The first AD, in turn, relies on his or her own team of assistant directors, a coveted position in the film industry because of the many prominent producers and directors who filled those positions earlier in their careers. The second AD works primarily with the prominent talent, while the third AD supervises the use of extras. Many productions also employ a trainee from the Directors Guild of America or a similar entity, who costs the production next to nothing since the Guild may pay for this training.

The line producer or UPM must also work closely with the first AD in scheduling principal photography, since equipment and labor costs must stay within the overall production budget. The first AD is less concerned with the budget, and more preoccupied with giving the director the time and manpower he or she needs to realize that all-important vision. But the job requires a collaborative approach that can set the tone for the entire production, and lead to a pleasant set environment that is greatly preferable to the alternative.

The Director of Photography

The crew member upon whom the director relies the most while on set and will often turn to for film after film, is the director of photography (DP) aka cinematographer. He or she supplies the framing device for the director’s visualization of the story. Since film is a visual medium, the job of the DP is one of the most important on the film, and great care must be taken in selecting the proper individual.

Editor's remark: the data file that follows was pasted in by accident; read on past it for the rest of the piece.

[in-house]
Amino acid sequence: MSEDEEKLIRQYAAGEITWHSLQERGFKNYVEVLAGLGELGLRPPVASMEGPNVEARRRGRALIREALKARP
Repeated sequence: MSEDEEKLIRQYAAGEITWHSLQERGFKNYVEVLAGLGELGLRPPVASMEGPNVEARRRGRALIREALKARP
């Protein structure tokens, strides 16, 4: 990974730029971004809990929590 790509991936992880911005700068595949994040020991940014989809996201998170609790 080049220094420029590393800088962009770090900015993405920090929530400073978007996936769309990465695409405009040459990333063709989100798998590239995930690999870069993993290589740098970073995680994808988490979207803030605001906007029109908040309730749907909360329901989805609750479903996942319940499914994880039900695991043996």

The director and DP are active creative collaborators on a movie, as are the director and the production designer, and in fact, all three working together. These three will devise the look of the film. The DP being critical to the visual palette in terms of framing, movement, lighting and color, the order and variety of shots, the lenses and film stock used, and the very style of shooting (moving camera, stationary camera, long takes, dutch (raked) angles, etc.). They will frequently consult before each and every shot, and they will watch and review dailies together to make sure they are maintaining a consistent and visually stimulating look.

The DP will have a number of people to work with: camera operator, assistant camera crew, key grip and gaffer (the department heads who handle all the camera and lighting equipment, and electrical work). This crew often has developed a sort of shorthand, in which set-ups and shots can be quickly and efficiently accomplished.

The Production Designer

The production designer is not only essential to the overall success of the film but is a close collaborator with the DP, and together they will design the look of the movie. One creating it with lumber, plaster, fabric, set dressing, props, hair and make-up, and the other with celluloid, lighting and the movement of the camera. The production designer must create an entire “world” that houses the movie and allows the audience to willingly suspend its disbelief.

The sets are designed and every aspect and detail overseen by a production designer. This includes the drafting, constructing, plastering, painting, and decorating of the set. It is then lit by the DP whose lighting can make the designer’s work come to life or be terribly underappreciated. Many a production designer or art director has labored over an elaborate set only to see it so darkly lit that only the designer can perceive its contents. Just ask Dean Tavoularis about some of his sets for The Godfather after Gordon Willis got done moodily lighting them.